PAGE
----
What is Pruning and why it’s so important for Avalanche? Understanding Avalanche Archive Nodes
When Avalanche will launch a major upgrade called “Apricot” in late December, a main feature will be “Pruning”.
What is Pruning? Whats the Avalanche block size?
Everyone knows from Bitcoin that it takes a very long time to download the whole Bitcoin Blockchain for running a Bitcoin full node for example (like Bitcoin core). It takes a very long time because since Bitcoin was started 11 years ago, the Bitcoin Blockchain has become quite big (currently 318 GB):
And it will keep growing because every time a transaction is confirmed, it is included in a block and getting part of the whole Blockchain.
While not many transactions were done in the beginning, the Blockchain was growing slowly, picking up numbers when Bitcoin got more attention until now, when it started growing almost in a linear way.
To understand why it’s growing linear now, we have to know that block size is limited (1 MB per block). And currently, Bitcoin is reaching this limit for most blocks what also translates to transactions queuing on the mempool (where transactions wait to be included into a block). It’s sometimes a huge issue for Bitcoin because people doing transactions are competing against each other to get their transactions confirmed first.
People just set higher fees to get a transaction added faster to a block mined in the future because miners always prefer transactions paying higher fees.
So, you see, issues are arising for people because it’s a limited and expensive procedure (“bidding war”), when many people are trying to process many Bitcoin-transactions in a short time.
Like Bitcoin, Avalanche is using also the “UTXO model” but Avalanche consensus instead of Nakamoto consensus. In detail, UTXO means “unspent transaction output” referring to all received transactions (inputs) to a specific address since Bitcoin was spent last time from that address, if even any BTC was ever spent from that address. When sending Bitcoins again, all unspent transaction outputs become spent (output), Bitcoin balance “removed” from your old address resulting in a single, new unspent transaction output on the address where you sent BTC to. Unspent transaction outputs are always spent, when Bitcoin is sent.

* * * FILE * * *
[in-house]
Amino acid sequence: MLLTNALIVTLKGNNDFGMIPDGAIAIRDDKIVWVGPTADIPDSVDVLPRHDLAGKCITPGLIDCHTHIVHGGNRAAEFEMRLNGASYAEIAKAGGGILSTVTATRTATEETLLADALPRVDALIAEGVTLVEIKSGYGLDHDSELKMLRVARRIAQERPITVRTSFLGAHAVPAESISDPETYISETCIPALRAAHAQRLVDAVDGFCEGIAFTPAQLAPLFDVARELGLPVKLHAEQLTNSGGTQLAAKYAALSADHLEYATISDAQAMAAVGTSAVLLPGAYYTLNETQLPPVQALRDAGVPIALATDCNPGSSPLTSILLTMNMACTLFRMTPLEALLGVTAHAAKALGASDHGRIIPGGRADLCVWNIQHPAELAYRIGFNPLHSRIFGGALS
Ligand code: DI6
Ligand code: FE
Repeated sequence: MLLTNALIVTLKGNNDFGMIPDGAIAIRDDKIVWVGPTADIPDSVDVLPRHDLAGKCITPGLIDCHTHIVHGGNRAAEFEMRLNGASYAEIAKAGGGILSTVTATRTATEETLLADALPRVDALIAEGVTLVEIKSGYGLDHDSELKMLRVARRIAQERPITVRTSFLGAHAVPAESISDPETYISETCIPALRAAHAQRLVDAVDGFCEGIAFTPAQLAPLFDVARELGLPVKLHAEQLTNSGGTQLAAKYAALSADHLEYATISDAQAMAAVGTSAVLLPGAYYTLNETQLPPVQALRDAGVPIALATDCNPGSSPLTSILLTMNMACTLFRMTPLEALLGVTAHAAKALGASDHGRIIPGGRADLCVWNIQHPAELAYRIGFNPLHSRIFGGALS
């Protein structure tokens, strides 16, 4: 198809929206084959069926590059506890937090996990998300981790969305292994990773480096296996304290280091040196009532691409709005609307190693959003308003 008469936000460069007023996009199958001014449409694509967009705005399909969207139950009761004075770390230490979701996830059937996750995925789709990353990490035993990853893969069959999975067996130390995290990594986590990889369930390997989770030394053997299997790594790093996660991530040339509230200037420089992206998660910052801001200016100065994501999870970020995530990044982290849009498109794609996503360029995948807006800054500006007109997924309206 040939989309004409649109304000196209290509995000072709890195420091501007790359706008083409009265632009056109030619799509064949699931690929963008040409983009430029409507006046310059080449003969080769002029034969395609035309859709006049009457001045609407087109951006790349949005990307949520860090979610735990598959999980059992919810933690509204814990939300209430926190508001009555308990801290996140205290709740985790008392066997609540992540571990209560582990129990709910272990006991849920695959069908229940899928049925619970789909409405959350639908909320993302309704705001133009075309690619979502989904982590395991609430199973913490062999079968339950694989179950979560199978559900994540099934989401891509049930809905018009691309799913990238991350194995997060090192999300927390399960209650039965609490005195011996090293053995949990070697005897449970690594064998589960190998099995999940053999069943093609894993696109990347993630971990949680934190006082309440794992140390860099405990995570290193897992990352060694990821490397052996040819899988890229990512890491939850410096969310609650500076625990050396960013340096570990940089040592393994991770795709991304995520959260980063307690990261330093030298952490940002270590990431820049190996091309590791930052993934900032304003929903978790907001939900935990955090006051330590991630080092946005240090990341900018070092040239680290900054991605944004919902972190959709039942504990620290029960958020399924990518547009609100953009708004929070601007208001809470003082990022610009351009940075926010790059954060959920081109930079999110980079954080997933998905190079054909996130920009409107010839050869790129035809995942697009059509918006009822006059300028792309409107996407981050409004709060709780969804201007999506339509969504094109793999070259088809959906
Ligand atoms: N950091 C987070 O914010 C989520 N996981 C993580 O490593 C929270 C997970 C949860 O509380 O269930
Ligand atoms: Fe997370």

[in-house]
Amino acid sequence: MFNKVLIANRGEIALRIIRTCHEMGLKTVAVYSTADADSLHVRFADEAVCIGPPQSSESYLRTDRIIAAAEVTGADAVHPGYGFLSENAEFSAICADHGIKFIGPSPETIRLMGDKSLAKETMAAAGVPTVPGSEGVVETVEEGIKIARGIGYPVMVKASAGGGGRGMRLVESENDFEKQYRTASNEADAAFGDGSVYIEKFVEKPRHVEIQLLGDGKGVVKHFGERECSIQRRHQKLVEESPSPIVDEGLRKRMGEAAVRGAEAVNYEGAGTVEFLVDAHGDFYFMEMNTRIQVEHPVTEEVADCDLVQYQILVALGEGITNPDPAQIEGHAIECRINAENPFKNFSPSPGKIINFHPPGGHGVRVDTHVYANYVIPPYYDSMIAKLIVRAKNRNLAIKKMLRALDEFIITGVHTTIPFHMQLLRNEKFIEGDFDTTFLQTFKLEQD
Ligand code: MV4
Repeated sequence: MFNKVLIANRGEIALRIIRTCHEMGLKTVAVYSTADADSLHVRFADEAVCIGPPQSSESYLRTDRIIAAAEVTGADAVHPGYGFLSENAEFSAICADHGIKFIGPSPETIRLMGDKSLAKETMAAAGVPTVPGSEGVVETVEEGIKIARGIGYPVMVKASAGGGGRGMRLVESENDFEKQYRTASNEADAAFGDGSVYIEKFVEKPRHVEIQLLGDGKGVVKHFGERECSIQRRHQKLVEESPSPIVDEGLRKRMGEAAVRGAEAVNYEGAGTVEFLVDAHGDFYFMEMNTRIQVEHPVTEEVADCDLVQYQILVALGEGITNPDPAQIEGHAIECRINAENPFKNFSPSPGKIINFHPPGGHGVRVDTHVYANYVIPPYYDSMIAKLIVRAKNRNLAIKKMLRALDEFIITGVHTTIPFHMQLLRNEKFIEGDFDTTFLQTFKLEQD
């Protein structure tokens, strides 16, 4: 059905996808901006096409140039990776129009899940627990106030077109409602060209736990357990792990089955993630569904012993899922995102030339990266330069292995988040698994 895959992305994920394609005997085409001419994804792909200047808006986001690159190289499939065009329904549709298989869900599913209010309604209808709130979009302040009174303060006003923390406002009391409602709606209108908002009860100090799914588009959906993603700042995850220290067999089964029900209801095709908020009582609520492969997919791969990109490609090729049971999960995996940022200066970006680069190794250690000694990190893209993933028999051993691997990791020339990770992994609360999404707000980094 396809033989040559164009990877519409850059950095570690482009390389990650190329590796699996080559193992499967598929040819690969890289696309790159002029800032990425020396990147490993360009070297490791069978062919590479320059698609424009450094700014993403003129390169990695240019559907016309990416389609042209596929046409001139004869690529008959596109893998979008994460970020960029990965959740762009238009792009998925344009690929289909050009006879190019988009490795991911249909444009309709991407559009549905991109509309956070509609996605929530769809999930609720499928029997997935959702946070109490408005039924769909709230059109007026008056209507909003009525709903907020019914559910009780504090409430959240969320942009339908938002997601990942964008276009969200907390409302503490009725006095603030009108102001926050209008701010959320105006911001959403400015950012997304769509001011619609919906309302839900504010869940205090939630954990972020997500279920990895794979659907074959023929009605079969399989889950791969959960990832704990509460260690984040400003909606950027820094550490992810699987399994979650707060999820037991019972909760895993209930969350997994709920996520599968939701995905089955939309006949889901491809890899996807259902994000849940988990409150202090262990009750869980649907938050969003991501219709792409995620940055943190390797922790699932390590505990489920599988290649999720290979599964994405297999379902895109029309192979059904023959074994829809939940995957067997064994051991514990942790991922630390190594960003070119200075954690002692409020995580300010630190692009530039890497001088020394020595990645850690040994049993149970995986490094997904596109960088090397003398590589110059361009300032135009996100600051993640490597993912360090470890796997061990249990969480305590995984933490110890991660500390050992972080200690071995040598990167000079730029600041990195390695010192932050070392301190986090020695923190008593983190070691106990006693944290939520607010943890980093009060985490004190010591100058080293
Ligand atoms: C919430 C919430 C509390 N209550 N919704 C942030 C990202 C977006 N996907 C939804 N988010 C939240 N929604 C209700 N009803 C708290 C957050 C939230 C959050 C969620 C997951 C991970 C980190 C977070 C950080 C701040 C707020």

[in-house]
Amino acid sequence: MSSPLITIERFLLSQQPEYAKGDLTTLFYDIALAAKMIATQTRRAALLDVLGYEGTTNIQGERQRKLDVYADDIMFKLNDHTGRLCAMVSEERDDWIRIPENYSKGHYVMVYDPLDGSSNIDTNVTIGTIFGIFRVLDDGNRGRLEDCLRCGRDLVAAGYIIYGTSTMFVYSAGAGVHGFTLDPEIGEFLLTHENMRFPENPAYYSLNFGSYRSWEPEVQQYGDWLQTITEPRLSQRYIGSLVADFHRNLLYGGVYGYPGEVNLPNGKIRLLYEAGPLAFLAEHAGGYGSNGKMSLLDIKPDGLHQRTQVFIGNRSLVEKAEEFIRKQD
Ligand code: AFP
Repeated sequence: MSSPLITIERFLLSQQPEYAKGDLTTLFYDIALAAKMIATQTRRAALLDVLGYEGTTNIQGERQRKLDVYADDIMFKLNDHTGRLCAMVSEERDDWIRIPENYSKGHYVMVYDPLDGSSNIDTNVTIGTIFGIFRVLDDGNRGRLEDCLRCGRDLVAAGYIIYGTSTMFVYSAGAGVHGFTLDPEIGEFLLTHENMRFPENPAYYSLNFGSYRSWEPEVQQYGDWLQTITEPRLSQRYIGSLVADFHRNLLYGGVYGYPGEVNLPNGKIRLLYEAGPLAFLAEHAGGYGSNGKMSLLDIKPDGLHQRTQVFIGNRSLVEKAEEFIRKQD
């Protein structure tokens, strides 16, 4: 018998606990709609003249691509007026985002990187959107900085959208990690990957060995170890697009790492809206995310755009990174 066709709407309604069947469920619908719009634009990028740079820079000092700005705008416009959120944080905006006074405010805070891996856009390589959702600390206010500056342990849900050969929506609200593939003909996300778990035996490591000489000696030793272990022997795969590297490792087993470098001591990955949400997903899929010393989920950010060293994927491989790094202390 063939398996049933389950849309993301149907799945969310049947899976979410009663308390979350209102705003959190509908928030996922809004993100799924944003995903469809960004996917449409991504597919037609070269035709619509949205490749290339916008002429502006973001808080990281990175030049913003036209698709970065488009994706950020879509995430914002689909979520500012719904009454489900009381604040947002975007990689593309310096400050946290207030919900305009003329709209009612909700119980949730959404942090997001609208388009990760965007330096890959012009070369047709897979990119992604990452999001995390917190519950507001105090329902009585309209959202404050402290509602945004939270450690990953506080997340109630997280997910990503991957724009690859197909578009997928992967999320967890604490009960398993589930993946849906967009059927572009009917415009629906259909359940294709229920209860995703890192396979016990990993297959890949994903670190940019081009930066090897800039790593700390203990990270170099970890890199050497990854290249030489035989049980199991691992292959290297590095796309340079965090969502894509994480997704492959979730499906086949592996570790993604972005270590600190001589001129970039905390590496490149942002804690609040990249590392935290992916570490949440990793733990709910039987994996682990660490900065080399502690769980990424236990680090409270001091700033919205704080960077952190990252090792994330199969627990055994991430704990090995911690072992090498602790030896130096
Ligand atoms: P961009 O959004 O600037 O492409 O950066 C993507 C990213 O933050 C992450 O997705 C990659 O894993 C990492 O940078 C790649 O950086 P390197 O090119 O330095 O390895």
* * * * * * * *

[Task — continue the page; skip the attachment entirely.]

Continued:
The procedure is still documented in the Blockchain, visible for everyone but the Bitcoin (which is in detail made up from UTXO’s) is now available on the new address; you have a new, active UTXO on your new address where BTC was sent to. (Explanation simplified)
Since Avalanche is also using an UTXO model and to understand, what pruning on Avalanche does now, we best listen to an explanation from Emin Gün Sirer on Telegram from 2 years ago:
1. An AVAX transaction is roughly the same size as a BTC transaction.
2. But an AVAX node can prune historical, spent transactions, to recount solely the utxo set and the “live edge,” which is the set of submitted but unconfirmed transactions.
That comes out to O (UTXO set size).
I’m on a plane right now so doing the BTC math is difficult, but perhaps someone can chime in with how big the BTC utxo set is divided by the BTC blockchain size.
I looked up the two numbers:
The Bitcoin blockchain is >=158GB.
Bitcoin UTXO set, serialized (ie full cost), is 2.7GB.
So an AVAX node, in this scenario, will need only 1.7% of Bitcoin’s storage requirements.
To sum it up: Avalanche consensus, in comparison to Nakamoto consensus, will make it possible to decrease Blockchain size for Avalanche nodes by only considering UTXO (inputs of active UTXO; also called UTXO set) as whole blockchain size.
These nodes will be called non-archival nodes for not archiving any historical transaction outputs. It will still be possible to run a full archival node where no historical data is removed but it will require to handle more data for downloading and maintaining that avalanche archival node, for example Avalanche block explorers.
Why is Avalanche implementing pruning after mainnet was already started?
No specific reasons here but implementing it now makes not much of a difference as implementing it before mainnet launch. Compared to Bitcoin, less people are using Avalanche currently and therefore, only a small fraction of transactions is transferred per day; it isn’t increasing Avalanche’s data set to critical limits (like Bitcoin’s Blockchain didn’t grow much in the early days).
Number of transactions will increase when Avalanche gets more attention and more partnerships and preparing for this is why pruning will be necessary.
Why is it so important for Avalanche to implement pruning?
Pruning could be considered as most important update for Avalanche for achieving decentralization and preparing the technical ground for decentralization and a massive daily use by normal customers.
Avalanche can handle around 4.5k transactions per second, while Bitcoin only processes 10 transactions per second. If pruning wasn’t implemented, it would get difficult very soon to run a node (where you have to download the whole data set) for a platform growing to numbers of magnitudes higher than Bitcoin.
More about Avalanche:
Documentation to start using Avalanche: https://docs.avax.network/
What is Pruning and why it’s so important for Avalanche? was originally published in Avalanche Hub on Medium, where people are continuing the conversation by highlighting and responding to this story.